But de Boer knows that developing countries care first and foremost about economic growth, getting their people out of poverty. (For that matter, so do Americans, according to a new poll.) If citizens can’t be convinced that economic growth is possible without growth in carbon emissions, climate change won’t be solved:
But I think at the end of the day if you can’t make a convincing case that green growth is possible, then it’s end of story. And part of being able to make a convincing case on green growth is pricing carbon properly… We have not made the green economic growth case convincingly. That’s still a process that we are in. I still maintain that the most effective way of making that case is by reversing the polluter pace principle and instead of seeing the producer as the polluter to see the consumer as the polluter. I don’t feel the slightest inclination to exert influence on your lifestyle, although that’s undoubtedly a very good one, as long as you don’t confront me with the bill for your bad behavior. You know, you can drive the biggest Hummer that you want, providing the environmental cost of that vehicle is in the price tag that you pay rather than in the price tag that I have to pick up on my bicycle.
And despite all the stress—and the ceaseless travel—de Boer still feels good about the international approach to global warming:
I’m leaving it more optimistic. I mean, I really think it was a tremendous achievement that under the Bush administration we managed to launch negotiations in Bali. I think the number of countries that have, after Copenhagen, associated themselves with the accord is a testament to the fact that leaders are not willing to be slowed down by lack of formal progress. So I think the world politically has turned a corner on this issue.
Is de Boer right? Just having President Barack Obama in the White House, rather than a global warming skeptic like George W. Bush, has opened the door to concerted global action on climate change. And the developing world is no longer locked into a monolithic negotiating position that says all the action on global warming must to be taken by rich nations. But nonetheless, the gap between what most of the science says on climate change, and where the world is willing to go politically, just seems to get wider and wider. The idea of a grand international carbon market—one that would succeed the flawed Kyoto Protocol—is more dream than reality. And increasingly countries are dealing with energy reform on their own—witness China spending hundreds of billion dollars on alternative power and energy efficiency. That’s good, but there’s no real indication yet that domestic policies—especially in developing nations like China—will lead to flexibility in international climate negotiations.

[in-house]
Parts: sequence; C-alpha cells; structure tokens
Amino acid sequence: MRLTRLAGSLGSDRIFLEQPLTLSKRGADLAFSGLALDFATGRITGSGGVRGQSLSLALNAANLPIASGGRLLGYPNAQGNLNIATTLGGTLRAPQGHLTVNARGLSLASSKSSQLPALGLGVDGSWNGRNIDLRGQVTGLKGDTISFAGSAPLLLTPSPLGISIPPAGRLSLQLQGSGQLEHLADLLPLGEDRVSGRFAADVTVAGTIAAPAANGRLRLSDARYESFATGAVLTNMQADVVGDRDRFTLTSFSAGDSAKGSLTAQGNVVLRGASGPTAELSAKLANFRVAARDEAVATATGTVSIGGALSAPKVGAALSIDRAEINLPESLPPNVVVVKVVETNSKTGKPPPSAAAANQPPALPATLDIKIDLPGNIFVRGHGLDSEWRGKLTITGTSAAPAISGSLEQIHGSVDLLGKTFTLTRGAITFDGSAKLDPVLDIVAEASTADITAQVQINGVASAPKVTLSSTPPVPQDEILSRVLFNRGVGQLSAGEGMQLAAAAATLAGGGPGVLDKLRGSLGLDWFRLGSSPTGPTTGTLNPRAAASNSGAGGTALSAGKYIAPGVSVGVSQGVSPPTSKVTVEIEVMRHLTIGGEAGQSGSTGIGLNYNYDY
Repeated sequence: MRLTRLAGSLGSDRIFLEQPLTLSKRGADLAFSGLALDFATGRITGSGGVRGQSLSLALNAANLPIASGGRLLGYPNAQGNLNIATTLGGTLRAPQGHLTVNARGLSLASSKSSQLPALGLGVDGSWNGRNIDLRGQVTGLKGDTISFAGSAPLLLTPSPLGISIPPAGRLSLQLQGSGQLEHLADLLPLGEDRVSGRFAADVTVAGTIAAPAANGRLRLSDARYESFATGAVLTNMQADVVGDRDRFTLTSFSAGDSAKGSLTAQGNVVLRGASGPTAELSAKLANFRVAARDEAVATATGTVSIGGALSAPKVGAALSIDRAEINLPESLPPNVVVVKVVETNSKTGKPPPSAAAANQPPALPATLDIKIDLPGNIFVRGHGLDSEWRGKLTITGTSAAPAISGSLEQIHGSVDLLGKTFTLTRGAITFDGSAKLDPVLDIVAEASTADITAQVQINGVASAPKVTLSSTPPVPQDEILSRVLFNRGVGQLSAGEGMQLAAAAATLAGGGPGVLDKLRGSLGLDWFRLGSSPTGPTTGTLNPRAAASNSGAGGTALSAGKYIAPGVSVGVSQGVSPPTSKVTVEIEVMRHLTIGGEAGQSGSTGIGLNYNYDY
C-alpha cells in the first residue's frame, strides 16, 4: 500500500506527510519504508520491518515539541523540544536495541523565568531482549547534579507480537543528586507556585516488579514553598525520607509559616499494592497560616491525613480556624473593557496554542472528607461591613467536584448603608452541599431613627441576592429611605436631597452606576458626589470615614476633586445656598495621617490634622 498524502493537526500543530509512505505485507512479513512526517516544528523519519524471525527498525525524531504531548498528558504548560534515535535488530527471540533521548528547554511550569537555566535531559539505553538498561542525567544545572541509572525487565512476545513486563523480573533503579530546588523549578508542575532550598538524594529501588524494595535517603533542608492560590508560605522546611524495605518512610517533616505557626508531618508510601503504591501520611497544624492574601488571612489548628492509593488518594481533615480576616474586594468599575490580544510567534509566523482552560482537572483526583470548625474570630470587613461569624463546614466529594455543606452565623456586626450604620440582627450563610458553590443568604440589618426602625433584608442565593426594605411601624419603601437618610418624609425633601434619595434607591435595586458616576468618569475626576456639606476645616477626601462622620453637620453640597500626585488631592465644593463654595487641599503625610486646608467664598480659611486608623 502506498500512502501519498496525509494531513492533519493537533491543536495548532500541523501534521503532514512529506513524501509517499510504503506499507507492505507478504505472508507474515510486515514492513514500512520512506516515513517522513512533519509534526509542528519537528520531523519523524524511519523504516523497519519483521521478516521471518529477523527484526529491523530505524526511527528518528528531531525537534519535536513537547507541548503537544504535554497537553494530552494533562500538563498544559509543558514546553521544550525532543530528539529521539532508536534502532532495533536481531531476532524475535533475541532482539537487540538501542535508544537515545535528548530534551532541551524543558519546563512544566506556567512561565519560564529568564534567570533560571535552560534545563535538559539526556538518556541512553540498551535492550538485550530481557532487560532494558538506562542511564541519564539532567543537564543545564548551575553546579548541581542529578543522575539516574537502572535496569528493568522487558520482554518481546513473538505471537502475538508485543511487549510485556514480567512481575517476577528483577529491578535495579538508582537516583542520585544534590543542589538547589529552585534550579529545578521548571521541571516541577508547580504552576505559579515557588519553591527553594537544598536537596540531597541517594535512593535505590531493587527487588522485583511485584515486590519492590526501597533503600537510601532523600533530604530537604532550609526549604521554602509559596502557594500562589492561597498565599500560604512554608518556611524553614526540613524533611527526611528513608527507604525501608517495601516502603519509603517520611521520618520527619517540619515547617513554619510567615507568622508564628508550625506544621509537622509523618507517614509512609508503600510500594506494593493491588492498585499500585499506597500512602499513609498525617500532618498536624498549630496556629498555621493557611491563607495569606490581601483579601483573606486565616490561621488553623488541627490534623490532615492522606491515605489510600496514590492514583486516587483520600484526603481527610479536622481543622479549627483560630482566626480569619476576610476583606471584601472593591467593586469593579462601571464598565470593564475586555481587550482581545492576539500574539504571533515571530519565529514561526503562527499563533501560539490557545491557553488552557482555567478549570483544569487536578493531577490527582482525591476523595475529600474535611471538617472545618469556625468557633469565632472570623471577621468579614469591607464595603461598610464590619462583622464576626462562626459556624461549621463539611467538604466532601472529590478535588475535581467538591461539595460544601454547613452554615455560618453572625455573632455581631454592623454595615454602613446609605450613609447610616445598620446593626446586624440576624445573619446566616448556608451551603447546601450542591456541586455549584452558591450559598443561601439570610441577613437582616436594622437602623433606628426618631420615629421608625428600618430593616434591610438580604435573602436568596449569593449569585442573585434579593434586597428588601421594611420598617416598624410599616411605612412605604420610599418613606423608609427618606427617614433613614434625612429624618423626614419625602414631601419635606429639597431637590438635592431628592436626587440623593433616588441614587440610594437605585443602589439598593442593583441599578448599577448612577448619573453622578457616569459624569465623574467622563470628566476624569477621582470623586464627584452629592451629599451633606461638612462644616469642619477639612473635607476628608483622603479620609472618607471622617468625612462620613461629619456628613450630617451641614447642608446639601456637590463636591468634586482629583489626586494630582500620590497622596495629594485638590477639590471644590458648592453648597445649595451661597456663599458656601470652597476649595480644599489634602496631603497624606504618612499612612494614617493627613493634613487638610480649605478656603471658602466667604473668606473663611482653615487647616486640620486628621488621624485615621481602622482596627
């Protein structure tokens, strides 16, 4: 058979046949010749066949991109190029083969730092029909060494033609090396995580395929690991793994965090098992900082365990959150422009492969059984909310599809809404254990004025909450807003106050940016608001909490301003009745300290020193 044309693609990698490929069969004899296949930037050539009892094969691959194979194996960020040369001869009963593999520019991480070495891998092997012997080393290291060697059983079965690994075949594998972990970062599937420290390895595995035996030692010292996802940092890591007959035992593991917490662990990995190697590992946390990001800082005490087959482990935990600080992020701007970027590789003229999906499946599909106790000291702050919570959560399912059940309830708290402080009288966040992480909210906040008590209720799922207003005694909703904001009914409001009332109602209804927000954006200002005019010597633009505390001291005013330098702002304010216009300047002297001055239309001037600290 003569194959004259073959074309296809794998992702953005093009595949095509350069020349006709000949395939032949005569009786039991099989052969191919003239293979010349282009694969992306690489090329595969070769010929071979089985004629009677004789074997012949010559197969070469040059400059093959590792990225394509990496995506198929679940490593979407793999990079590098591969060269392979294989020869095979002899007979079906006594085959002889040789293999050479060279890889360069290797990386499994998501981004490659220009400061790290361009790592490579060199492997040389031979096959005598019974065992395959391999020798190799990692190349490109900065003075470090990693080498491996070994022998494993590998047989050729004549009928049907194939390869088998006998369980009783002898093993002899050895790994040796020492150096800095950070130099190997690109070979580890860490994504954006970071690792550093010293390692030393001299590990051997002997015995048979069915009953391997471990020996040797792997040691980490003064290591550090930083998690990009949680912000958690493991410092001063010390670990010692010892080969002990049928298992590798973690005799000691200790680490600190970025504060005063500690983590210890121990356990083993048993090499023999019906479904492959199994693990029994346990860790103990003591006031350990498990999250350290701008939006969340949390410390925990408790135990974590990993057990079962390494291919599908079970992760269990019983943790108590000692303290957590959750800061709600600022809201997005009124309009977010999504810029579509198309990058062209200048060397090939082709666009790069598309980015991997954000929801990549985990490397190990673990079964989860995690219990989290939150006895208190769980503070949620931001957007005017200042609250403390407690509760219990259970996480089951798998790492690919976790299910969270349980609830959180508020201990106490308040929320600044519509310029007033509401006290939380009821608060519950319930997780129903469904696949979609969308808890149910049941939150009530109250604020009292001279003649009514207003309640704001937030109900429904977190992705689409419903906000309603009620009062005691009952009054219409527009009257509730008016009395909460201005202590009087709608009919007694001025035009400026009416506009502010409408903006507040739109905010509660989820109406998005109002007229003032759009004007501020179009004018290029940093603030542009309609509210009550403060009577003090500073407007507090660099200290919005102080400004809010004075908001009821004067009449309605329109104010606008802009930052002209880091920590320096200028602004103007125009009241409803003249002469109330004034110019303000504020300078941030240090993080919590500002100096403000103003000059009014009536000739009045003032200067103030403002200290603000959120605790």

The truth is that while climate change may be the common problem to end all common problems, I just don’t see the world approaching it in a common way. International institutions seem to be growing weaker—as happened to the UN during de Boer’s time. It’s as if governments have learned that the atmosphere really is a limited resource, like oil—but instead of working collectively to preserve it, they’re competing to see who can take more while it’s still there.
Climate negotiations will continue without the tireless diplomat the press deemed the Flying Dutchman—talks just concluded in Bonn, desultorily, and the next major summit is in Cancun, Mexico at the end of the year. (And let me just say—all UN climate change summits should take place in Cancun.) De Boer should take a long, long vacation—no one deserves it more. But I can’t share his optimism about the future.